GST tax is a tax on transfers to skip people. Generally, skip people are individuals who are two or more generations below that of the transferor if related to the transferor, or 371/2 years younger than the transferor if unrelated to the transferor.19 In the gift tax context, direct skips are transfers directly to skip people or to trusts for the benefit of only skip people. GST tax exemption is allocated automatically to direct skips unless an election is made otherwise.20 If a direct skip is made and GST tax exemption is not allocated, either because the taxpayer chooses not to or because the taxpayer has no exemption left, GST tax is due immediately.
In other words, direct skips are fairly easy to understand. It's the indirect skips that seem to create confusion. Indirect skips are transfers to trusts from which there is the potential for a distribution to, or a termination in favor of one or more non-skip people.21
There always have been a set of automatic allocation rules in which an allocation of GST tax exemption is deemed to occur even if the taxpayer does not expressly make an allocation on a gift tax return. Before the Economic Growth and Tax Relief Reconciliation Act (EGTRRA) of 2001, GST tax exemption was not automatically allocated to indirect skips. Thus, practitioners were mainly concerned with missed allocations of GST tax exemption: situations in which GST tax exemption should have been allocated to a trust but for whatever reason, was not. In an effort to reduce the instances of missed allocations, Congress enacted EGTRRA, which expanded the automatic allocation. EGTRRA undoubtedly succeeded in reducing the number of missed allocations but it also created a new issue — inadvertent deemed allocations — in which GST tax exemption is squandered inadvertently on less-than-ideal transfers.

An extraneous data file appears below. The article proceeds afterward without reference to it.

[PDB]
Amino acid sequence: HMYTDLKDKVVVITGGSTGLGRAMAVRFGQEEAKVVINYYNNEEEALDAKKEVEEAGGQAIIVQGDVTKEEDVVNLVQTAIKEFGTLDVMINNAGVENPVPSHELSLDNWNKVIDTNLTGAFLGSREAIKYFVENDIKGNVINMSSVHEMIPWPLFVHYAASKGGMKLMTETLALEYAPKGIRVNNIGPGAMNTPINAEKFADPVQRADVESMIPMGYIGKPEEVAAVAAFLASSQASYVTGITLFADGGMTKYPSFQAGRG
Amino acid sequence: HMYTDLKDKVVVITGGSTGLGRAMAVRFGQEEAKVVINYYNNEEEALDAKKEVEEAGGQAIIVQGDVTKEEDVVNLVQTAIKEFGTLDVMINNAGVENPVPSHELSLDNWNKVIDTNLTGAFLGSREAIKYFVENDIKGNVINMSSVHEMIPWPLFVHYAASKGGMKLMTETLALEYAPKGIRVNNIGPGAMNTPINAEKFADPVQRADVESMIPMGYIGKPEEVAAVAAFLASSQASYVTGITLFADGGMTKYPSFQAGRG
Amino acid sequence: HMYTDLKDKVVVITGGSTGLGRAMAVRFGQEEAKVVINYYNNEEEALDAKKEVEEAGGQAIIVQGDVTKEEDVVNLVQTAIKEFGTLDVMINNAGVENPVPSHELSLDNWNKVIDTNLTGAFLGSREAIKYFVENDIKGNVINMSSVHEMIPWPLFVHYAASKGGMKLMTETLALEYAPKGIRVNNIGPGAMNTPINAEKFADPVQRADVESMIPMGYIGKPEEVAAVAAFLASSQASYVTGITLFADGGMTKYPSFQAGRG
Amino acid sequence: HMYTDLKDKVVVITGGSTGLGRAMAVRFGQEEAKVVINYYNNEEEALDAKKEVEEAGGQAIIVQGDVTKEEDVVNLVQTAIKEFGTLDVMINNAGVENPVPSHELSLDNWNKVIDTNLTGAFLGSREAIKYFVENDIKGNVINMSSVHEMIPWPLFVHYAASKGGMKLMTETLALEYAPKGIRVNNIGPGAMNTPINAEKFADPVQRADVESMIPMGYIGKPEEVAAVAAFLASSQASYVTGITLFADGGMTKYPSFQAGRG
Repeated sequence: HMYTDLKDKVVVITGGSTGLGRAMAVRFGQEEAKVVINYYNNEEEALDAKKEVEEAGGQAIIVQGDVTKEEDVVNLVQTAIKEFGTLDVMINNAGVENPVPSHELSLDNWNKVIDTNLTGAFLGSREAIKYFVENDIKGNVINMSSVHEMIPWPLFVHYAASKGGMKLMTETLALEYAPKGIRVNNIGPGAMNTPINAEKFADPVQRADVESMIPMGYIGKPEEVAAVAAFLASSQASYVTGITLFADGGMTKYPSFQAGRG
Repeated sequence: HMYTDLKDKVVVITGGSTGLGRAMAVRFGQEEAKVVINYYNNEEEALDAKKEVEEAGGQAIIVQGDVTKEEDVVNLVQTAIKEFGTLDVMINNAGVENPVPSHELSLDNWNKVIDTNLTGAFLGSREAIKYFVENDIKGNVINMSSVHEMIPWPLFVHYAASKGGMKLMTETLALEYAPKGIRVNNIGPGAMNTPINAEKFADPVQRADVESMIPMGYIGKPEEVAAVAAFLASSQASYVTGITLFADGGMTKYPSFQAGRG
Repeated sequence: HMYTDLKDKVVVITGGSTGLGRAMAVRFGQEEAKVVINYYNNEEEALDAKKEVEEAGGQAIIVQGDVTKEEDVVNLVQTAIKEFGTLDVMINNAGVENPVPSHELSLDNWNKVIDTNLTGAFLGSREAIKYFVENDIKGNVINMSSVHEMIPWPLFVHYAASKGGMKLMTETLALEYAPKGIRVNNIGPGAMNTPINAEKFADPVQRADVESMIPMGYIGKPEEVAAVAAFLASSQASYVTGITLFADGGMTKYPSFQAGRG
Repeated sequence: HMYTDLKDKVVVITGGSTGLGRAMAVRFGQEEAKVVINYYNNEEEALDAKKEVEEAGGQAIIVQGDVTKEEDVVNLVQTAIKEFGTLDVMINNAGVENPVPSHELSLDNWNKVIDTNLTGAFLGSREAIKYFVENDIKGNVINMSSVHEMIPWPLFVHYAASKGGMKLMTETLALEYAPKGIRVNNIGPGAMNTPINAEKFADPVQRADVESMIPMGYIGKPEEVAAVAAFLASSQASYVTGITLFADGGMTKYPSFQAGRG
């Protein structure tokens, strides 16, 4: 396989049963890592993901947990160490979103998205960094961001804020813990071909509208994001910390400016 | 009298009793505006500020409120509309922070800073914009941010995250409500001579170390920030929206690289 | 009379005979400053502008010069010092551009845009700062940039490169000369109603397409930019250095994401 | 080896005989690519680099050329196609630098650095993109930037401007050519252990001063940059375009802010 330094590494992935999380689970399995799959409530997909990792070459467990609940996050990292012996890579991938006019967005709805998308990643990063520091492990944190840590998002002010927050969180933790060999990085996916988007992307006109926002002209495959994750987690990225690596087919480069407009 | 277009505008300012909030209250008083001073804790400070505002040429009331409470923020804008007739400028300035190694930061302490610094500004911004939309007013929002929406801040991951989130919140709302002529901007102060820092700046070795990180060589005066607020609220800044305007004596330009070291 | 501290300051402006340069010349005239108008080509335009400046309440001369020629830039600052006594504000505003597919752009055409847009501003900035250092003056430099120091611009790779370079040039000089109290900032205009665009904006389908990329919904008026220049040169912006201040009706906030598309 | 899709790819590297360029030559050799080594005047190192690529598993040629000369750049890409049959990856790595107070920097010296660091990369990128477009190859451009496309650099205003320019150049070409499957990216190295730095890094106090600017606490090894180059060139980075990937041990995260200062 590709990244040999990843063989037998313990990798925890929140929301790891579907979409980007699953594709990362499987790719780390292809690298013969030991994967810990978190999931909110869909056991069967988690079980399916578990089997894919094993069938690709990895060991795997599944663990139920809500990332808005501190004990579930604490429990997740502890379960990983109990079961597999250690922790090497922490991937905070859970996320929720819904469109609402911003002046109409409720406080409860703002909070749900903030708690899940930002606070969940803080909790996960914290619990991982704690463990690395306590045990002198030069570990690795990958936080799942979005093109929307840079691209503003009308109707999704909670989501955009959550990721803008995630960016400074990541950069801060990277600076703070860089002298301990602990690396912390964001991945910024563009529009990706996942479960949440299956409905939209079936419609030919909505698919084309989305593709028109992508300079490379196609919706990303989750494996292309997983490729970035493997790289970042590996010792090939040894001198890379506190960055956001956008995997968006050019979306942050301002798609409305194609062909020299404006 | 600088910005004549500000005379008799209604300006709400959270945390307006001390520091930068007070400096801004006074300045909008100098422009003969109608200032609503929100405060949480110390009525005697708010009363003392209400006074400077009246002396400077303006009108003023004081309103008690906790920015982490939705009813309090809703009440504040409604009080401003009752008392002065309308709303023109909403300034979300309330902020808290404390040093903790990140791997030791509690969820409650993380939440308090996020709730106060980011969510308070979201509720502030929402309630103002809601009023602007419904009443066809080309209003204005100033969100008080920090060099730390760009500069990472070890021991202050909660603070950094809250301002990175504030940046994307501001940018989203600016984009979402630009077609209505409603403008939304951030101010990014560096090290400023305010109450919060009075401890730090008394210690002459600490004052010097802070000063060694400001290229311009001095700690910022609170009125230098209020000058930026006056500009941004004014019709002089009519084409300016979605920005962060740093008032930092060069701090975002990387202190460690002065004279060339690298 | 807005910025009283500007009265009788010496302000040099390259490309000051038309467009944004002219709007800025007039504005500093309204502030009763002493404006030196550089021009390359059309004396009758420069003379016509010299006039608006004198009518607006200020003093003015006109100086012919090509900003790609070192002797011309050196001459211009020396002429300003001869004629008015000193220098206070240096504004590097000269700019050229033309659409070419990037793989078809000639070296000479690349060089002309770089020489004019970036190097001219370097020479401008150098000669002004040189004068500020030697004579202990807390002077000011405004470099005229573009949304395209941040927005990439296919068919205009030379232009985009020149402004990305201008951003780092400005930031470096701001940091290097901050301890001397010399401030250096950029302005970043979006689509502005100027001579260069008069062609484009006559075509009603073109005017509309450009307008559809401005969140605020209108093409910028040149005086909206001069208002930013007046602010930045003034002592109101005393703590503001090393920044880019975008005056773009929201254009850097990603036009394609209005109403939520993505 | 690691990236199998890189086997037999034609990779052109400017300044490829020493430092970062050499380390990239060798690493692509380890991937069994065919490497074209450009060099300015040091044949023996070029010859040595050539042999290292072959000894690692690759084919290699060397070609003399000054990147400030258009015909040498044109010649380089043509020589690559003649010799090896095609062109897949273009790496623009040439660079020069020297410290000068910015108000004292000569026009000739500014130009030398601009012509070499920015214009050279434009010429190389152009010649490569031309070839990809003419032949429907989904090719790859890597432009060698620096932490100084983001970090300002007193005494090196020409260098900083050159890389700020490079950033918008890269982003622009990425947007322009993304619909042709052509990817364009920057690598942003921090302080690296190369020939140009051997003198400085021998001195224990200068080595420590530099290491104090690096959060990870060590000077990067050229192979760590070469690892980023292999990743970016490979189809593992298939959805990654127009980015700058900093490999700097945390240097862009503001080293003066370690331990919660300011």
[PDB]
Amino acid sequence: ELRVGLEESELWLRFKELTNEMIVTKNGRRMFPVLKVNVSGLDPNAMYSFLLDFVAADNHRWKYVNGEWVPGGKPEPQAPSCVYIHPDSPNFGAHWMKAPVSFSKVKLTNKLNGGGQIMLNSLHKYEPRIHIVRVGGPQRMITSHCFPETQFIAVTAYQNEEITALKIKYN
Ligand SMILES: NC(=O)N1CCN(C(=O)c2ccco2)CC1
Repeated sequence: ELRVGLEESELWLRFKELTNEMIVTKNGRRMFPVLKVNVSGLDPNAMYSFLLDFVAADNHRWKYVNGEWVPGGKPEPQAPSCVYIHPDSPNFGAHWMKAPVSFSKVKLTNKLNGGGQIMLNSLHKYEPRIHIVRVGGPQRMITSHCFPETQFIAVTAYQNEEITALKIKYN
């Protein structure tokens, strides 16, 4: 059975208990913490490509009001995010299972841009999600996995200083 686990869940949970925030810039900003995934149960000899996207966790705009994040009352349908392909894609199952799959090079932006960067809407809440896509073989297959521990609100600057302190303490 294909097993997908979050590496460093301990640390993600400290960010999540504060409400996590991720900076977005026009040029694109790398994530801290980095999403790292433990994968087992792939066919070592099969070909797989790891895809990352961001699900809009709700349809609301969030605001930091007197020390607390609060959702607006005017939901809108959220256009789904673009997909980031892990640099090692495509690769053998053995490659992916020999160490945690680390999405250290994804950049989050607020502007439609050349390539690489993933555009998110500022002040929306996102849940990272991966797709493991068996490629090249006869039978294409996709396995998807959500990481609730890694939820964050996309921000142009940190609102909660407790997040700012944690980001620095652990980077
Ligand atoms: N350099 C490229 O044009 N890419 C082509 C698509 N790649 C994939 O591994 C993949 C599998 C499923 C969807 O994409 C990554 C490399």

IRC Section 2632 causes an automatic deemed allocation of GST tax exemption to indirect skip transfers to a GST trust.22 A GST trust is defined as a trust that could have a generation-skipping transfer. That sounds simple enough, but the section goes on to describe six exceptions. These exceptions are difficult to interpret and the terms of trusts often fail to fit squarely within the boundaries of an exception. If it's determined the automatic allocation rules do not create the desired result, Section 2632 provides that certain elections may be made. The taxpayer can “opt-in” which will cause a trust to be treated as a GST trust so that exemption is allocated, or the taxpayer can opt-out which will prevent an automatic allocation.23
In the beginning, practitioners struggled to apply the exceptions to trust provisions to determine if there would be an automatic allocation. After a while, many practitioners decided the best approach was to simply make the appropriate election that would accomplish the desired outcome regardless of whether the situation warranted an election. Granted, some of the elections were essentially protective and not technically necessary; but it seemed wise to be safe rather than sorry. This approach works for timely filed gift tax returns. But what about the cases in which the returns are not filed timely and the automatic allocation rules already worked their magic or mischief?